It is a common phenomenon in our modern world for people to be famous for being famous. Their message and public aura inseparable from each other, their celebrity lending their opinions authority.
As an example of such, a recent poll rated the actors Tom Hanks and Sandra Bullock as the two people most trusted by Americans. Social media has vastly magnified this tendency in recent years. If the medium, as Marshal Macluhan suggested, is the message, then in this case the message is the message-bearer themselves.
The Russian-born British thinker Alexander Boot traces the roots of the phenomenon to none other than Count Leo Nikolaevitch Tolstoy.
Tolstoy was arguably the best-known personality of the early 20th century, his influence reaching such widely disparate groups as European anarchists; Russian peasents and sectarians; English writers; Zionist settlers; Indian nationalists; and Mormons.
"Another contribution Tolstoy made to modernity was his pioneering use of barely nascent mass media. Not for him the contemplative solitude of a Kant or a Nietzsche. Tolstoy consciously built up his public personality as an important part of his message to mankind, to a point where the personality became most of the message. The ﬁrst color photograph taken in Russia was of him. His was the crackling voice on the ﬁrst Russian phonograph record. His disheveled visage, deliberately modeled on the crude public perception of God’s appearance, ﬂashed through the ﬁrst Russian newsreels and countless ﬁlms to follow.
Tolstoy’s disciples Chertkov and Biryukov presaged modern PR techniques by keeping the world’s press informed of every new twist in the great man’s life, while Tolstoy himself never turned down a media opportunity. And the world was already sufﬁciently corrupt not to sense the incongruity of a back-to-nature prophet ostensibly rejecting modernity, while at the same time chasing publicity wherever he could ﬁnd it. Nor could the world see that great artistic talent, or indeed expertise in any area, does not automatically make its possessor an authority on everything else. Today this credulity has been pushed to its extreme.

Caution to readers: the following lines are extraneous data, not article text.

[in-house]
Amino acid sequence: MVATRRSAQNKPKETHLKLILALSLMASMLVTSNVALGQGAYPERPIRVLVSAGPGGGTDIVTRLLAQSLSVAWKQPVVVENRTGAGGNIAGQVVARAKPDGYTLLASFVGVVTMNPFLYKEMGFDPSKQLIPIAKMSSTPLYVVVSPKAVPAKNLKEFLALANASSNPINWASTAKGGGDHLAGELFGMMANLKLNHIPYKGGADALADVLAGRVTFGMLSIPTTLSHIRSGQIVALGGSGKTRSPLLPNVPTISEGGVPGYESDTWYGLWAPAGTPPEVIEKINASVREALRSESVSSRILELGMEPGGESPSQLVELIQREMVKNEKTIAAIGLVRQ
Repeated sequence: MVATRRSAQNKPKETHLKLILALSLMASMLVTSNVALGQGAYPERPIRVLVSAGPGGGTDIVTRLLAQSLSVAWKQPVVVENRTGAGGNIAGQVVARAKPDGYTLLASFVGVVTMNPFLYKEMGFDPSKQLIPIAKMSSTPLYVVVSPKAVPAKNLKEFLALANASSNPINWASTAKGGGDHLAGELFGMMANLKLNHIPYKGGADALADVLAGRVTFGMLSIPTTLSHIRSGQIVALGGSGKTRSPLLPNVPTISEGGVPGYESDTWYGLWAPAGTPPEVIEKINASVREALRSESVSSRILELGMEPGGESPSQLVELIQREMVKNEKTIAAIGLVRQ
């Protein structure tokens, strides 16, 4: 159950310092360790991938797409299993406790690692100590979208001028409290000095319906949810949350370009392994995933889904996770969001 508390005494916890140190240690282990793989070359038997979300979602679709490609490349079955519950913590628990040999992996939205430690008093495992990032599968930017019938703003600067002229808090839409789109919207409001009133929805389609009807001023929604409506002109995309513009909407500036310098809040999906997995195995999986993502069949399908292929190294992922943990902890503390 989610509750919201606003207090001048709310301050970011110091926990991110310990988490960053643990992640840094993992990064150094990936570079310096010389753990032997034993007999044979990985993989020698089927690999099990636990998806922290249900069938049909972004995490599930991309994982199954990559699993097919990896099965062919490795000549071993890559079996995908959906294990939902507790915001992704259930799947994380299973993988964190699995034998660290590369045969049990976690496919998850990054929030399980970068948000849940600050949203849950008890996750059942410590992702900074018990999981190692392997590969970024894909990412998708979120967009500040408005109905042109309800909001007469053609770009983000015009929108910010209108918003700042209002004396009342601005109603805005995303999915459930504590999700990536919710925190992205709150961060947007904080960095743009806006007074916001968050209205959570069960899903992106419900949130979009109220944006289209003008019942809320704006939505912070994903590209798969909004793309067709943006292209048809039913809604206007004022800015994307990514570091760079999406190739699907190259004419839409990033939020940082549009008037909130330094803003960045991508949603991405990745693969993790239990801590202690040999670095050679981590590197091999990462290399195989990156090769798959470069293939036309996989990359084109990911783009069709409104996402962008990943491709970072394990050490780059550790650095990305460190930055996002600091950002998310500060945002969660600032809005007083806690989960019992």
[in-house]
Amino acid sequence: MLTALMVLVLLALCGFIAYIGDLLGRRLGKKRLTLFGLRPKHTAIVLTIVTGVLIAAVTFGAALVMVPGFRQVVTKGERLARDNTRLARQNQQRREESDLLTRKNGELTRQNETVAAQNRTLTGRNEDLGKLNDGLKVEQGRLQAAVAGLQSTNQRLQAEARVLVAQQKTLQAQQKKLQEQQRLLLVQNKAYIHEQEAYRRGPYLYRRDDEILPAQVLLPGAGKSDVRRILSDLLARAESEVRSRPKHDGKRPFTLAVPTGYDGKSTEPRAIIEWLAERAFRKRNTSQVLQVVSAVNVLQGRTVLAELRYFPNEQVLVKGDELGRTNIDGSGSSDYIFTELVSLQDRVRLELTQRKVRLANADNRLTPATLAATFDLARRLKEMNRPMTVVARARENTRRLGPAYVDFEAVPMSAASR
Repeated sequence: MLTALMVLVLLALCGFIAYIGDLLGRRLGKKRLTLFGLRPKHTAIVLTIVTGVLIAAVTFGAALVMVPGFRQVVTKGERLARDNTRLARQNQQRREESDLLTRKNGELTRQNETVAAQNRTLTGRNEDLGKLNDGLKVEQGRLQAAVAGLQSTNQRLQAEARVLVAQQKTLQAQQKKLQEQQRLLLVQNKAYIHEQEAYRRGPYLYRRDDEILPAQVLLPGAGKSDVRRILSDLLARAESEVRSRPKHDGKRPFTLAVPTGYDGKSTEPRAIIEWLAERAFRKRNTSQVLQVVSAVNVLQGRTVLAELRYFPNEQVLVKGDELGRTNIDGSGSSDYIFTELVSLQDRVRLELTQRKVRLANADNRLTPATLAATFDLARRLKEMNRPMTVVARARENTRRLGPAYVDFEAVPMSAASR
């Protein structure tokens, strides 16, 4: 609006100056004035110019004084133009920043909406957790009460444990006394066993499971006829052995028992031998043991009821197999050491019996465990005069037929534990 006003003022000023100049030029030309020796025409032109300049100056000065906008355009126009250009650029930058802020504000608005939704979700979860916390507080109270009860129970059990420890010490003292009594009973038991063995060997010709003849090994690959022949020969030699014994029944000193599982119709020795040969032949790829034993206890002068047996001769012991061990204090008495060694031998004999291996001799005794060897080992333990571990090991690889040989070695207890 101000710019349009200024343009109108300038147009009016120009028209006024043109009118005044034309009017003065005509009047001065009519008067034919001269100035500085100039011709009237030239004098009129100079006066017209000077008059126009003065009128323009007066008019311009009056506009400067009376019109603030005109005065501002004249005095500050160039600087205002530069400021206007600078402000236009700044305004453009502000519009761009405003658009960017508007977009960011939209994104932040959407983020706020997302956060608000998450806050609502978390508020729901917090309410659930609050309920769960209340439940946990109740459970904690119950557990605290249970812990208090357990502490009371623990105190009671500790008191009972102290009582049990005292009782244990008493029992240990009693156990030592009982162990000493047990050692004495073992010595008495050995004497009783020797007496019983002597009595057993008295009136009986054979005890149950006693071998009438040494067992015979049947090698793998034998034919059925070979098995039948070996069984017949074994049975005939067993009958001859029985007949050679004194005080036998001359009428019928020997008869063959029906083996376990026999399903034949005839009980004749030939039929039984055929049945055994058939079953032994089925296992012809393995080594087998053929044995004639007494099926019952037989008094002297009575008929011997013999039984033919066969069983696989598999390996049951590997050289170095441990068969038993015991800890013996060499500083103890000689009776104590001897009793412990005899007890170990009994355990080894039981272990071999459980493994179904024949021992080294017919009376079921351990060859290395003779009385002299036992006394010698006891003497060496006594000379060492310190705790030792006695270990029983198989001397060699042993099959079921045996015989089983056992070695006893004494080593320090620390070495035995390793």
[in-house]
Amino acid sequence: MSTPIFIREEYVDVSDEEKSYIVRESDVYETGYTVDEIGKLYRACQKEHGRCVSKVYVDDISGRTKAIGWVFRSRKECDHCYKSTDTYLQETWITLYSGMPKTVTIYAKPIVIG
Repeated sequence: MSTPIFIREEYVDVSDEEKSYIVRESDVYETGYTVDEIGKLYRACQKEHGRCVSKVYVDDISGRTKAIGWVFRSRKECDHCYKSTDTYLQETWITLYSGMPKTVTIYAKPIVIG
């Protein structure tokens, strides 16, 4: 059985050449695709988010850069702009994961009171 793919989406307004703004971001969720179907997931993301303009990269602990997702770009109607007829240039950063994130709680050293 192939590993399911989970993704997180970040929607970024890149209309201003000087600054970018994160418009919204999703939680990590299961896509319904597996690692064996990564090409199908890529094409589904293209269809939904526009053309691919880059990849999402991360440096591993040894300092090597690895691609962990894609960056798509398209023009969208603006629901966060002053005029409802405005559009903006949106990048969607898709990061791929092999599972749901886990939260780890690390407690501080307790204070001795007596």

We no longer cringe when a popular actor pontiﬁcates on the global ramiﬁcations of warm weather or when a tattooed footballer with a useful left foot tells us we “shouldn’t of went” into Iraq.
Such people are of course entitled to their opinions. But only these days do they feel entitled to an audience."
One could perhaps soften Boot's remark on a corrupt world by noting the novelty factor that such technology certainly possessed, and while Tolstoy hardly ranks among my favourite writers, I'm actually rather grateful that the scratchy old recording does exist. A voice offers me a way to connect with the past that goes beyond the images that I form from text and photographs.
Would the world have been a better place without Tolstoy's contribution? Perhaps. All that could really be said is that the world would have been a different place.
Alexander Boot, God and Man According to Tolstoy, 2009, p. 6. Boot's book is polemic, but it is still the most extensive treatment of Tolstoy's religious philosophy.